Mark Sadler Post author

You are unfortunately going to have to pay higher rate duty in such circumstances. If either party triggers the charge there is no relief for the ‘innocent’ owner. The government overlooked the opportunity to review or cancel the effect of this in the recent Autumn statement.

Unless the lenders is prepared to accept you as a guarantor under the mortgage (rather than joint borrower) then your name will be on the title and the higher rate charge will apply. However if you are guarantor then you will not have an automatic beneficial interest in the property so this will be another problem to overcome.

Even if you came off the title of the matrimonial home you would still be treated as a second owner because spouses (unless they are divorcing or permanently separating) are treated as one and your wife’s ownership would be counted (in some circumstances it may be cheaper for married couples to divorce before buying a second home and then remarry (possibly with a reception) after the purchase than pay the additional duty! )


I am considering buying a house that has been converted to multiple self contained flats for the purpose of buy to let. If the price is around £120,000.00 and this would become the only property i own, will i be subject to SDLT and or the higher 3% tax.
My other question is again i do not own any property and want to buy a property for buy to let purposes, at what purchase price does it become subject to SDLT and or the 3% higher tax.
Thank you Elias.


We lived in a static caravan our main residence.we let two houses ,so we purchased another house on a mortgage sold the caravan our residence,and moved into a little house,and were asked for higher rate stamp duty we paid, can we claim back I read we could or don’t caravans count


I own a flat which I have had for almost 20 years. I lived in it years ago and have moved away due to relocation. The flat is empty and not a buy to let. I have been trying to sell for years, but am struggling due to the freeholder being a very bad freeholder! I have had numerous offers fall through to the point of sales fall through on compleation day.
The flat is valued at 68k ( less than I bought it for) For me to be able to move forwards and buy a house with my partner my fathe has offered to clear the mortgage, this would then make us equal owners and I would transfer equity to him making is 50/50 owners and each of our shares worth less than 40k. I have had mixed advice. my solicitor says we are not exempt and seams to think it goes of the market value and not the share. I spoke to HMRC they said we were exempt and it goes of your share value. I’m really worried and confused, the whole flat has been a nightmare, negative equity, huge maintenance bills (from freeholder for nothing / no repairs in 10 years), unable to sell. I have been renting and paying mortgage here for years, I’m desperate to sell. I’m desperate to buy another property a home of our own. I’m not a buy to let landlord, I’m saddled with a property, which may end up costing extra stamp duty. I feel like I have been extra penalised and I am not the type of person who this second home stamp duty is intended to hit. I can’t even claim back the stamp duty as the flat is sat empty.. has been for years therefore is not my main residence and hasn’t been in last three years.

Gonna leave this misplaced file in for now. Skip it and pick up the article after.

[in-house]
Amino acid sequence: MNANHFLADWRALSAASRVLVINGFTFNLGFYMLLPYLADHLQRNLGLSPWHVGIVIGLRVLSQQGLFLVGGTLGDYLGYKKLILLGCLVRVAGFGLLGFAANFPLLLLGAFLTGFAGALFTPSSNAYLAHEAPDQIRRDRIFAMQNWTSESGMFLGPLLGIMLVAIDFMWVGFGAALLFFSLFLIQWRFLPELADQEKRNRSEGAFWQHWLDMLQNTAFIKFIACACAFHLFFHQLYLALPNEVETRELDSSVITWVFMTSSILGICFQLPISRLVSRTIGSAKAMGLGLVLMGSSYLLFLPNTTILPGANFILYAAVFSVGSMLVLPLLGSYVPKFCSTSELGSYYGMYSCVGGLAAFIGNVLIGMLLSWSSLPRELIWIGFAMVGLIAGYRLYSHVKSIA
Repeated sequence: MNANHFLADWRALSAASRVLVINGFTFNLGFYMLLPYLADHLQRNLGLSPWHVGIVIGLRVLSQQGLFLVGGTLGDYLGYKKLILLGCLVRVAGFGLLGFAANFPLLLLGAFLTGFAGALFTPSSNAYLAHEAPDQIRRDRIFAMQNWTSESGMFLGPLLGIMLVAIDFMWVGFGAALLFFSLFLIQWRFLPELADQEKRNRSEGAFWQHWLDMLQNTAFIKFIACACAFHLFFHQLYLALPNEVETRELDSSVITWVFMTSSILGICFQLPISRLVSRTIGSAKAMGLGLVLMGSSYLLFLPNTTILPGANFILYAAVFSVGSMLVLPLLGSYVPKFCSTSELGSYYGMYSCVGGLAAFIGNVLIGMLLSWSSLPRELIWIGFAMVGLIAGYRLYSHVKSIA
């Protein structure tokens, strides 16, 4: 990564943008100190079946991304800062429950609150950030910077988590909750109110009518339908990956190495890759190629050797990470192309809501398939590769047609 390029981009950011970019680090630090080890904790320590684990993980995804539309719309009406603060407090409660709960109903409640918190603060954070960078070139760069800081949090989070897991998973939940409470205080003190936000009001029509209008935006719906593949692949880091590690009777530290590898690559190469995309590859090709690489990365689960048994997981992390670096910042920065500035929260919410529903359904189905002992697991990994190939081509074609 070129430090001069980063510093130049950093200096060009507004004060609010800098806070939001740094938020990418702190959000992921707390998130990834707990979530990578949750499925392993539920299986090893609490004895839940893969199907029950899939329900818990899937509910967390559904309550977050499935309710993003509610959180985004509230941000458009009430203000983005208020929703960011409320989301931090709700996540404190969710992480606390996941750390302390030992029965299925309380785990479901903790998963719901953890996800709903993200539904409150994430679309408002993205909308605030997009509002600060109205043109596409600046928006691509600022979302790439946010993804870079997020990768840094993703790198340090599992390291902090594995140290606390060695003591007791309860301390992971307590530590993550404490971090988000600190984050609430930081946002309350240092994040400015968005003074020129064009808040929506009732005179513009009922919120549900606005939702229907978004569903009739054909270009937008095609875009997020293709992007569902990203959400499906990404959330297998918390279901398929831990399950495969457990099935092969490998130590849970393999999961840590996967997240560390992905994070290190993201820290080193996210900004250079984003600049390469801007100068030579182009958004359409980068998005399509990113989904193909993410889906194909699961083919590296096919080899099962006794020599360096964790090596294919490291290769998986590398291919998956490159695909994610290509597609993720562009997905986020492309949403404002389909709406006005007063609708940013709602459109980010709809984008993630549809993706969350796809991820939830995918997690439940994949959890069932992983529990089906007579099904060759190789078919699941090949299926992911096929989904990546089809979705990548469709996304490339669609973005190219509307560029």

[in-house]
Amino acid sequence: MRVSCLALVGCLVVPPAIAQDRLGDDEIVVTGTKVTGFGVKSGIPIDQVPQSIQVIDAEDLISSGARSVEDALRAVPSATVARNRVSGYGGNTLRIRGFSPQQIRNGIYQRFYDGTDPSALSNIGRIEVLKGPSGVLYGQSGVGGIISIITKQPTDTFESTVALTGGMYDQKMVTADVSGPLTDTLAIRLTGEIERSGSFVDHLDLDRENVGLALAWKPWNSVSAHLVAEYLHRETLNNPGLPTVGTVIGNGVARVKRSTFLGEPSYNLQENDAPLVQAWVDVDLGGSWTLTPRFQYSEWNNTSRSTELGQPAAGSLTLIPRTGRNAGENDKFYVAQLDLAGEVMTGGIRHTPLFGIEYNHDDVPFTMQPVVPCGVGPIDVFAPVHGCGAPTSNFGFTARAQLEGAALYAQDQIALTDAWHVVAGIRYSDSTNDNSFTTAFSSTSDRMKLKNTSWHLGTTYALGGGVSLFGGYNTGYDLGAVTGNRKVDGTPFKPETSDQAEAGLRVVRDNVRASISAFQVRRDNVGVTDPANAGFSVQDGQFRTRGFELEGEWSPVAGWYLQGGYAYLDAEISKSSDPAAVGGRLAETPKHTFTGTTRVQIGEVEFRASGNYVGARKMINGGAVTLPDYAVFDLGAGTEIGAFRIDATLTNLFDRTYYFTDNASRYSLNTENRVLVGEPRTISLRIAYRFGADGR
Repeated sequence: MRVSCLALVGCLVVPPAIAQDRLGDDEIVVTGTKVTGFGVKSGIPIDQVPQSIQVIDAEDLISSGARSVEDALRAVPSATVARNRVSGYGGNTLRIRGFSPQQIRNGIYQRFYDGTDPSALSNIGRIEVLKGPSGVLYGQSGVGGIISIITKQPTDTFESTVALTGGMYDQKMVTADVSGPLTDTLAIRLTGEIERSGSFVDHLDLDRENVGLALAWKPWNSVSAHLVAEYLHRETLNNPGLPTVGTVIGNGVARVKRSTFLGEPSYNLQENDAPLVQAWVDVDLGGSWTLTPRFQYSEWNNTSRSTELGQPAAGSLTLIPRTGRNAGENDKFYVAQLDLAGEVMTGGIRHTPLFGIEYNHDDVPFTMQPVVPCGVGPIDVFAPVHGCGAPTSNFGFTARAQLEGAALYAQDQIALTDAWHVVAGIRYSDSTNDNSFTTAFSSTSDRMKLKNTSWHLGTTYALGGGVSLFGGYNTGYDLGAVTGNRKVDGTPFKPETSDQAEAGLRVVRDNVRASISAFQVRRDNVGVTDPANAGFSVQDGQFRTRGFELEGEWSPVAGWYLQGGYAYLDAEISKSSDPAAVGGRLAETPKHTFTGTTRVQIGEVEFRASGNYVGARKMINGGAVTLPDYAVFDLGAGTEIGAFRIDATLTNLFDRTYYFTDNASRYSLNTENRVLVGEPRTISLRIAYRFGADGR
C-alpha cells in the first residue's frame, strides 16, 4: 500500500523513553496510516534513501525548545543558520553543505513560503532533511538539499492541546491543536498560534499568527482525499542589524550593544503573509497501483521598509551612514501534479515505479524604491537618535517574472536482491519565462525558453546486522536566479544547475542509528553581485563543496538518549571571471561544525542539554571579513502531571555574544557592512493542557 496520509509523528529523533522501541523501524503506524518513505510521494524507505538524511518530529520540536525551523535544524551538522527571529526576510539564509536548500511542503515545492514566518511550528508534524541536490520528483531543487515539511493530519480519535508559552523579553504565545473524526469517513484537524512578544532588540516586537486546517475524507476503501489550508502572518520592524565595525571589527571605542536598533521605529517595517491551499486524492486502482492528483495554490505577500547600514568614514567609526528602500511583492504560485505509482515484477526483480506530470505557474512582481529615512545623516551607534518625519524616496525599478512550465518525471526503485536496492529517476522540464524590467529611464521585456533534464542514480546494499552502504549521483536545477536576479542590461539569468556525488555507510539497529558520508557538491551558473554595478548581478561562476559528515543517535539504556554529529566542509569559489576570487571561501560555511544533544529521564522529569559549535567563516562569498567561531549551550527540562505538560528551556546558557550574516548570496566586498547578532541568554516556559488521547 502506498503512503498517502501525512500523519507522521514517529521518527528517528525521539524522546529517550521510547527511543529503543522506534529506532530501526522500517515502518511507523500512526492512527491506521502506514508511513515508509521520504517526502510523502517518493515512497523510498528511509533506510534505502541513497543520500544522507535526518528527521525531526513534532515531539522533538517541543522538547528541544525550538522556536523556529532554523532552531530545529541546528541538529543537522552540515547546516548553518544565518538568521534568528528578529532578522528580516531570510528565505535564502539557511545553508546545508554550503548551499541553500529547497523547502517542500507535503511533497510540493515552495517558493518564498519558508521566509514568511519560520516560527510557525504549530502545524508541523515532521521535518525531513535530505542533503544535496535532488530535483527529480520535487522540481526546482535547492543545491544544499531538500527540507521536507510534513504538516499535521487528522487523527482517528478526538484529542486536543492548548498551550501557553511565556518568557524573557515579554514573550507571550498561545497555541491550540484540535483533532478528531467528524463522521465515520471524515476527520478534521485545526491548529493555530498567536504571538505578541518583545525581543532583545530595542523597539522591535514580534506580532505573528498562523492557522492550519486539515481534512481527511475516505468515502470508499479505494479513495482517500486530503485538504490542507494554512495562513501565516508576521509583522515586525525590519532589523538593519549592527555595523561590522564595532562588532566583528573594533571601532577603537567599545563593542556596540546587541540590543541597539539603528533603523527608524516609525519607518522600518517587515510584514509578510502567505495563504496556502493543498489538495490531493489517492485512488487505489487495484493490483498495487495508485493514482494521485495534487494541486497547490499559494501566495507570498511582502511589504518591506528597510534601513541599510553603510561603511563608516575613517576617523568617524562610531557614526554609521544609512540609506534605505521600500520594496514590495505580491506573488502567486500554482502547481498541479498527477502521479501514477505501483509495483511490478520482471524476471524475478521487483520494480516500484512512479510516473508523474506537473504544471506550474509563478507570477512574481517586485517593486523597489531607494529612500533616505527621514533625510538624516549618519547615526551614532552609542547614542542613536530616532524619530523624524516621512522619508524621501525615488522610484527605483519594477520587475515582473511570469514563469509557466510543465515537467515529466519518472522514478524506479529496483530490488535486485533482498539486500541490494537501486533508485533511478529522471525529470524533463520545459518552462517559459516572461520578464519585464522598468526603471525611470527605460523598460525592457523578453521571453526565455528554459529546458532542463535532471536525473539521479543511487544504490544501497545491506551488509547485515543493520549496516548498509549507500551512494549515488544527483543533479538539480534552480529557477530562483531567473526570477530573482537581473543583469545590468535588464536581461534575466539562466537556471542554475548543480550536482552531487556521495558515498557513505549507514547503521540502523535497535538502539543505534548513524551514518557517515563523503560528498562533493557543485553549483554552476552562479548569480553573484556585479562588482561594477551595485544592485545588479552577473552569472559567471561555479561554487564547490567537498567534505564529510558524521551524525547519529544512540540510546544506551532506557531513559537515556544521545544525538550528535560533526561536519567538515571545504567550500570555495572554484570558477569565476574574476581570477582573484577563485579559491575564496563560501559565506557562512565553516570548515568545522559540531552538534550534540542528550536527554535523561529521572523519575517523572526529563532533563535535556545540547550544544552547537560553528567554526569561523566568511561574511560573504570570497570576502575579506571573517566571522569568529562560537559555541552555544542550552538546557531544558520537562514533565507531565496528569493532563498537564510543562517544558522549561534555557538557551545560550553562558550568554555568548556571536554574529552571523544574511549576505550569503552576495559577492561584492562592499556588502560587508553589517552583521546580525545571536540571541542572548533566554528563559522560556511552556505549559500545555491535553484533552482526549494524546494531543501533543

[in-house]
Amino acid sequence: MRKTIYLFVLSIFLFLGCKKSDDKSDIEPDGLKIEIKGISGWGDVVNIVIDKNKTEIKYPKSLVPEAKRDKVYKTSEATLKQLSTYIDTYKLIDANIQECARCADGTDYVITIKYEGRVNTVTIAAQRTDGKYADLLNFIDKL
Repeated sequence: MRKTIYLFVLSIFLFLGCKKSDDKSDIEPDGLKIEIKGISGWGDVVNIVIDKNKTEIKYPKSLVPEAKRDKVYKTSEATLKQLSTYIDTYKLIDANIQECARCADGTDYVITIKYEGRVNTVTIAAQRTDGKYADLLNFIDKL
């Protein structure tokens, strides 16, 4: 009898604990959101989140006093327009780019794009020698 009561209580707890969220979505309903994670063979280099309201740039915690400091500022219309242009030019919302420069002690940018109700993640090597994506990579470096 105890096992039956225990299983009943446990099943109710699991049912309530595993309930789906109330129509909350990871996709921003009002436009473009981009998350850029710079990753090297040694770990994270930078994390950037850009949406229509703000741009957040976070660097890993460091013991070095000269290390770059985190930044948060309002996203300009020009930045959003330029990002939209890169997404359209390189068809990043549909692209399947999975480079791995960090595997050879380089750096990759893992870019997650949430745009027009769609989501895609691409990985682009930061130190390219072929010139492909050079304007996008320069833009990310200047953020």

I was hoping you could help answer my query.

Me and my wife own our current house (50% share each). Our current house is worth 275k. We are buying a new house which will become our main residence. The new house is worth 500k.

Our current house will become buy-to-let when we move.

I understand that I have to pay higher rate. My question is that can I apply for a partial refund later as my current property which will become buy-to-let is at lower value and attracts lesser stamp duty.

Thanks so much for your help.

    Mark Sadler Post author

    No there is no relief from the higher rate (3%) you pay extra on the new £500k property unless you subsequently sell the existing house within the time limits (broadly you need to sell within 3 years and make any claim for a refund within 12 months of that sale). This is why some people in your circumstances arrange to sell the buy to let property into a limited company owned by them because there can be some benefits tax wise in running the buy to let via a company – broadly the ability to fully offset mortgage interest against rent and of course you will also have a large loan account with the company for the balance of the purchase price (i.e. the purchase price + fees less the mortgage amount) – as this is owed to you by the company it means after payment of the Corporation Tax you can draw this broadly without paying any further tax in the company or in your hand. Normally in these circumstances there is no CGT for you because you are selling your main residence. Downsides – higher interest rate for companies broadly and running costs (this is not tax or commercial advice so speak to your accountant!).

    This sale to the company incurs stamp duty of course with a 3% surcharge for companies (£12,000) but this is funded by the stamp duty refund you can now claim on the new property (£15,000).


My partner and I are thinking about buying a house together , but I already own 25% of the other property (shared ownership) which is worth £32k. Do we have to pay higher stamp duty ?
Thank you